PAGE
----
State pension age should be 69 by 2040 – budget watchdog
Irish retirement age leave public finances 'vulnerable and unsustainable'
The current age of retirement leaves the public finances on an unsustainable footing, according to the State’s budgetary watchdog. File photograph: Getty Images
The current age of retirement leaves the public finances on a vulnerable and unsustainable footing and should be pushed out to reflect increasing levels of life expectancy, the State’s budgetary watchdog has warned in a major new report.
The Irish Fiscal Advisory Council (IFAC) today publishes its first “long-term sustainability report”, which assesses the sustainability of the State’s public finances for the period 2025-2050. The projections reflect population ageing and expected future economic growth.
The “pension time-bomb” has been flagged before, and the last government announced plans to increase the age of retirement to 67 next year and 68 in 2028, but encountered significant political and social blowback before it became a major issue during the general election campaign.
The issue resurfaced during talks on a programme for government, with Fianna Fáil keen to retain the State retirement age at 66. While this was resisted by Fine Gael, the parties agreed to defer the issue for a year, pending a report from a newly established pensions commission.
However, the IFAC report warns that failure to increase the pension age as planned in 2021 would cost €575 million annually, with that figure rising over time.
The report notes that older people will soon represent a much higher proportion of the population, with the share of ages over 65 almost doubling from 14 per cent in 2020 to 27 per cent by 2050. Furthermore, life expectancy at 65 is expected to rise from 85 now to 89 by 2050.
“This would leave the public finances on a vulnerable and unsustainable path”, unless action is taken, the report warns. “The ageing of Ireland’s population has major implications for public spending on pensions, health and long-term care.”
The warning comes as borrowing and the national debt soar due to the Covid-19 crisis and underlines longer-term risks which IFAC says need to be acted on soon.
Under current polices, IFAC says government spending on pensions would rise from current levels of 7.7 per cent of gross national income (GNI) – which is gross national product with the impact of multinationals stripped out – to 11.7 per cent in 2050.
Speaking at the launch of the report yesterday, IFAC acting chairman Sebastian Barnes said it was important that the Government “not take decisions that bind them or commit to things that are unhelpful over the next five years”, and called on it to implement its findings.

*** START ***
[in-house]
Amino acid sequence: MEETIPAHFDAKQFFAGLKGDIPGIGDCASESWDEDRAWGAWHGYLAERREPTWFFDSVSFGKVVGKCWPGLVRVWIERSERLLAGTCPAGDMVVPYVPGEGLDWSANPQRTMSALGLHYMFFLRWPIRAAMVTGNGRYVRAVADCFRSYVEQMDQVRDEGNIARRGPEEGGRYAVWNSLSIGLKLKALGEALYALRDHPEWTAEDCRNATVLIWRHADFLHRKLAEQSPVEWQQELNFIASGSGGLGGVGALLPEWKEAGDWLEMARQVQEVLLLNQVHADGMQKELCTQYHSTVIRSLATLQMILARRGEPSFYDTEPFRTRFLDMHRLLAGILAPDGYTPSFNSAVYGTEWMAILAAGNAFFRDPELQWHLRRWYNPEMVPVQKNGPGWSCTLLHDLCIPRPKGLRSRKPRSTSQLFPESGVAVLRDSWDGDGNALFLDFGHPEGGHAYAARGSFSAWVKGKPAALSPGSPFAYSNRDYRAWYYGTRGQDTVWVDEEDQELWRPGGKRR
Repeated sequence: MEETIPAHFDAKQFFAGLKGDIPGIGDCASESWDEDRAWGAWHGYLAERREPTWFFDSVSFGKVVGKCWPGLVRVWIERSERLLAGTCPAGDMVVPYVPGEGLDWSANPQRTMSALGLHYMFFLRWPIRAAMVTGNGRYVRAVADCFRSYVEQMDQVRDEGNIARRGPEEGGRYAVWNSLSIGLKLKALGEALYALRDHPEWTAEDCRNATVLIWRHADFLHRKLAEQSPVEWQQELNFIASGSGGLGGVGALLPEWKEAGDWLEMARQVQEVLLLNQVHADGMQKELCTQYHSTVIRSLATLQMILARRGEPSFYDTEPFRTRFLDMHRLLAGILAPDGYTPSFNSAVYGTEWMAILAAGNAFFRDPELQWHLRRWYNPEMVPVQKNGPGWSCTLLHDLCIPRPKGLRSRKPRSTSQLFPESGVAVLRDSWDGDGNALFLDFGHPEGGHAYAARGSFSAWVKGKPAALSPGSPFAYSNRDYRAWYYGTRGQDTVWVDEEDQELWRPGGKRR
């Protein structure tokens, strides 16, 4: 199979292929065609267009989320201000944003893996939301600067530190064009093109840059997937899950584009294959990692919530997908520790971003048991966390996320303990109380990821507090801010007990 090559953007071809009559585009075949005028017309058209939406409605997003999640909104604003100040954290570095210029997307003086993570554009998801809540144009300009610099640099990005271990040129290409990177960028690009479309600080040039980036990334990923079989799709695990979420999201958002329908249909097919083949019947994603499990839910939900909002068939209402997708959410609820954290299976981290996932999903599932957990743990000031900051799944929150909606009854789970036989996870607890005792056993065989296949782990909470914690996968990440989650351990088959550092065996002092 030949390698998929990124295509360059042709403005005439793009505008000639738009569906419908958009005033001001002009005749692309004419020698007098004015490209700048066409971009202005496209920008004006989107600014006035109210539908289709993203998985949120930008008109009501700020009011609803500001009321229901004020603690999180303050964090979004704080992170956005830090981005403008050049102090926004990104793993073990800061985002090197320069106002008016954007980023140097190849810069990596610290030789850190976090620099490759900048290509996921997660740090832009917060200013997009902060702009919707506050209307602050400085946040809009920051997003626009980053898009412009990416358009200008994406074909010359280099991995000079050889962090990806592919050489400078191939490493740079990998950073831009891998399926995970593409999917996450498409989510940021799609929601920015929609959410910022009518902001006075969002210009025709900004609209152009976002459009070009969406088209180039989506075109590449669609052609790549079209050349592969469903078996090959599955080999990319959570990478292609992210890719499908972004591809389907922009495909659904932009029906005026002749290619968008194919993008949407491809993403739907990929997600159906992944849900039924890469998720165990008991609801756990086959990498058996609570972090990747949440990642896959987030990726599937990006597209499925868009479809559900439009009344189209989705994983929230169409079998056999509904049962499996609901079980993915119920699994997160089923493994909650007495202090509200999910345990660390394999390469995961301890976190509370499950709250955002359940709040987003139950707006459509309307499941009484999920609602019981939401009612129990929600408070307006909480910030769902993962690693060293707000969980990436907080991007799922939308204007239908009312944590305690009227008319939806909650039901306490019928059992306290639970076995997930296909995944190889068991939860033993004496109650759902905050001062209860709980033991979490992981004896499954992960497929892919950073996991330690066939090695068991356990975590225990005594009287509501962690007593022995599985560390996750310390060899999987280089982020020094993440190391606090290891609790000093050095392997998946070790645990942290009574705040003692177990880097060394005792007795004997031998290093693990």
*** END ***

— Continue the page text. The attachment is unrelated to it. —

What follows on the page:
“I think it is important to go beyond just having reports and analysis and setting out plans,” he said. “I think really delivering on a credible plan for the medium term as to how these problems are going to be addressed is important.
“While in the short term there are going to be more urgent priorities around Covid-19, these pressures will come on fairly soon … Action is going to have to be taken. If not, the country risks facing much harder decisions down the line.”
In the report, IFAC presents a model whereby people would work an additional eight months for every extra year of life expectancy. This scenario, Mr Barnes said, would mean pushing the pension age out to 69 by the period 2035-2040.
The report argues that ageing pressures mean the cost of maintaining existing services levels each year would “exceed the available fiscal space” – effectively the income available to the State for new measures – by an average of €1.7 billion per year by the early 2030s.
“The cost of standing still in policy terms will increase at a faster pace than fiscal space generated by growth from 2026,” the report says. “This would require offsetting tax and spending measures.
“Without policy changes, spending growth will outstrip the rise in revenues, leading to large budget deficits after 2025.”
The report suggests pension pressures also could be managed by reducing benefits through indexing to prices rather than wages, or by raising PRSI contributions. “Given the scale of the challenges, a combination of measures is likely to be needed,” it says.